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Atmospheric Measurement Techniques An interactive open-access journal of the European Geosciences Union
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AMT | Articles | Volume 11, issue 2
Atmos. Meas. Tech., 11, 925-938, 2018
© Author(s) 2018. This work is distributed under
the Creative Commons Attribution 4.0 License.
Atmos. Meas. Tech., 11, 925-938, 2018
© Author(s) 2018. This work is distributed under
the Creative Commons Attribution 4.0 License.

Research article 16 Feb 2018

Research article | 16 Feb 2018

Collocation mismatch uncertainties in satellite aerosol retrieval validation

Collocation mismatch uncertainties
Timo H. Virtanen, Pekka Kolmonen, Larisa Sogacheva, Edith Rodríguez, Giulia Saponaro, and Gerrit de Leeuw Timo H. Virtanen et al.
  • Finnish Meteorological Institute, Helsinki, Finland
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Satellite-based aerosol products are routinely validated against ground-based reference data, usually obtained from sun photometer networks such as AERONET (AEROsol RObotic NETwork). In a typical validation exercise a spatial sample of the instantaneous satellite data is compared against a temporal sample of the point-like ground-based data. The observations do not correspond to exactly the same column of the atmosphere at the same time, and the representativeness of the reference data depends on the spatiotemporal variability of the aerosol properties in the samples. The associated uncertainty is known as the collocation mismatch uncertainty (CMU). The validation results depend on the sampling parameters. While small samples involve less variability, they are more sensitive to the inevitable noise in the measurement data. In this paper we study systematically the effect of the sampling parameters in the validation of AATSR (Advanced Along-Track Scanning Radiometer) aerosol optical depth (AOD) product against AERONET data and the associated collocation mismatch uncertainty. To this end, we study the spatial AOD variability in the satellite data, compare it against the corresponding values obtained from densely located AERONET sites, and assess the possible reasons for observed differences.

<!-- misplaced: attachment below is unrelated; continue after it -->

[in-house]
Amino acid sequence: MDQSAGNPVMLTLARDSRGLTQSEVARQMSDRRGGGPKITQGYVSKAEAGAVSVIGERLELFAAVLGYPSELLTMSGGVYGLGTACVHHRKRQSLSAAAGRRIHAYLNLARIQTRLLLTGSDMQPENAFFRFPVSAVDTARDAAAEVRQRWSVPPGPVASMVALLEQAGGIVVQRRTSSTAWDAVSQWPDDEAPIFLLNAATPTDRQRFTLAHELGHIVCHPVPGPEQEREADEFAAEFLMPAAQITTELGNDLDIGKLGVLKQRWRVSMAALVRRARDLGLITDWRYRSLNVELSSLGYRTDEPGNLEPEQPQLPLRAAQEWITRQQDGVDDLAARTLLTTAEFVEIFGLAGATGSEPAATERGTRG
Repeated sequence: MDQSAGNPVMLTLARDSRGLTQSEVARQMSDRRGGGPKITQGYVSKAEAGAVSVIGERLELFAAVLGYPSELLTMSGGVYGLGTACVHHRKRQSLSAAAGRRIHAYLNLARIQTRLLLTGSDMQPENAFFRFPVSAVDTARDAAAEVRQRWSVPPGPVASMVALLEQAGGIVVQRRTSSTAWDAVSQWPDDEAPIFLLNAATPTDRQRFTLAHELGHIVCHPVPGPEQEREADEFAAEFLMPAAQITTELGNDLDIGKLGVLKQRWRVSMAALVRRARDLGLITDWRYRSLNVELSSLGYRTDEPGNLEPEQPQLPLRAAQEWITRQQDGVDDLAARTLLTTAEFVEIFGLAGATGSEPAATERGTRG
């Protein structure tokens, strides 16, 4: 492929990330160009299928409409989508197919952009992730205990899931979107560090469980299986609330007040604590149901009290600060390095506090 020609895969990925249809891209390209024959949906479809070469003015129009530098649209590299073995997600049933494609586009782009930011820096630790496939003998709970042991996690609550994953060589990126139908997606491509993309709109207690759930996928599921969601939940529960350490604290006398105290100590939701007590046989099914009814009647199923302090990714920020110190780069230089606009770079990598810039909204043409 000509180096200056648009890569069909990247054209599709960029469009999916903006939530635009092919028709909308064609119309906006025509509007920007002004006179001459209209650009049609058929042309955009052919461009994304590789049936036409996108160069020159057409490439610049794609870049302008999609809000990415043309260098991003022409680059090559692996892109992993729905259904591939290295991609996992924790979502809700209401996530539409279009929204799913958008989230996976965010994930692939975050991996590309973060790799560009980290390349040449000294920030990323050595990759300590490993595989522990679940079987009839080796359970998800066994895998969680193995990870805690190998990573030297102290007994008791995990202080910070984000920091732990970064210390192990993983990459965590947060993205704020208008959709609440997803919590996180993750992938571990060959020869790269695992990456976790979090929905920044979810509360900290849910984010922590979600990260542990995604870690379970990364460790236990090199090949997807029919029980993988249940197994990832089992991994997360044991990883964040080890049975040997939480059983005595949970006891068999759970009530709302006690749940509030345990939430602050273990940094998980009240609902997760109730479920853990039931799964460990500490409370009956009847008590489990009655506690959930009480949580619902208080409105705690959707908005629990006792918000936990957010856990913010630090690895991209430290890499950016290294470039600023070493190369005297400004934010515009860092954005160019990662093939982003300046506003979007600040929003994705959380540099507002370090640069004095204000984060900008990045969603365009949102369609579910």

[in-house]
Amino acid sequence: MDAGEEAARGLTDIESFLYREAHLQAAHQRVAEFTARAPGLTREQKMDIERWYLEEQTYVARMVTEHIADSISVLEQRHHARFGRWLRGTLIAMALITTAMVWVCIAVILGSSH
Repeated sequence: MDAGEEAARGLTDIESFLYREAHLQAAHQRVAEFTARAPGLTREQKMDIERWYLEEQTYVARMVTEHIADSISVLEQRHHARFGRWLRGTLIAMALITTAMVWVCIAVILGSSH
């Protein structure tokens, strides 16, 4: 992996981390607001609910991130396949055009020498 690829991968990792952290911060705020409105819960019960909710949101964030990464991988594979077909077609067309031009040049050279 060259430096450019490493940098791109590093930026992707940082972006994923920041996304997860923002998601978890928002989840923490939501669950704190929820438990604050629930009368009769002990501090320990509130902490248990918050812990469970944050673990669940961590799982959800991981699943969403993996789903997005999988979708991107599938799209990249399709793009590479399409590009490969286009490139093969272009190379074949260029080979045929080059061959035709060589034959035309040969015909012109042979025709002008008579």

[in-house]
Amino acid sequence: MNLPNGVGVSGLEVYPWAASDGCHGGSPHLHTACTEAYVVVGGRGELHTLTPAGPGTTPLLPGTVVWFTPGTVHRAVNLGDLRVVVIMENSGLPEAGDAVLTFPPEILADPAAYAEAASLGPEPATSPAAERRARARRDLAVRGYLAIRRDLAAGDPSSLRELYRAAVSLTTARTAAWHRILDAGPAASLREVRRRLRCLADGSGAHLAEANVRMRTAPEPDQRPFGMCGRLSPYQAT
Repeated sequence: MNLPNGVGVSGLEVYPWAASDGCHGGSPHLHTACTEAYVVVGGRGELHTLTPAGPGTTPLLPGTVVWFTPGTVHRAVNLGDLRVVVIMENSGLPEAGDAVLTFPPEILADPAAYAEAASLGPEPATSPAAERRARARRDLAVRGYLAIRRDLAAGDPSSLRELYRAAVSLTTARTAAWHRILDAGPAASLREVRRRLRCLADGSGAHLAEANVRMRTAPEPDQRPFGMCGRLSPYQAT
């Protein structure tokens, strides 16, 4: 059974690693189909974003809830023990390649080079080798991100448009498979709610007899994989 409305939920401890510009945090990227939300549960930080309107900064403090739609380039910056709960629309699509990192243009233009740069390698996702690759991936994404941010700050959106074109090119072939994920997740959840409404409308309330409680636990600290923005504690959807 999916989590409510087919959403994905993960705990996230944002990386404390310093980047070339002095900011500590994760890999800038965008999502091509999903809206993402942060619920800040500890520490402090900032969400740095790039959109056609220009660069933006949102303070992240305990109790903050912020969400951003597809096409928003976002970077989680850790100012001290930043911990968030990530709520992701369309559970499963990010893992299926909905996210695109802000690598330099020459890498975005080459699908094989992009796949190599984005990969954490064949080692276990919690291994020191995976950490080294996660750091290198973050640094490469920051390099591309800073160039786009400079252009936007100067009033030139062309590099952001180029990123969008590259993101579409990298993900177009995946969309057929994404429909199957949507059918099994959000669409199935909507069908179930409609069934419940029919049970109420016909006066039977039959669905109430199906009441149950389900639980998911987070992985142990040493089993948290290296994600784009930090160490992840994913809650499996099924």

We find that the spatial AOD variability in the satellite data is approximately 2 times larger than in the ground-based data, and the spatial variability correlates only weakly with that of AERONET for short distances. We interpreted that only half of the variability in the satellite data is due to the natural variability in the AOD, and the rest is noise due to retrieval errors. However, for larger distances ( 0.5) the correlation is improved as the noise is averaged out, and the day-to-day changes in regional AOD variability are well captured. Furthermore, we assess the usefulness of the spatial variability of the satellite AOD data as an estimate of CMU by comparing the retrieval errors to the total uncertainty estimates including the CMU in the validation. We find that accounting for CMU increases the fraction of consistent observations.

1 Introduction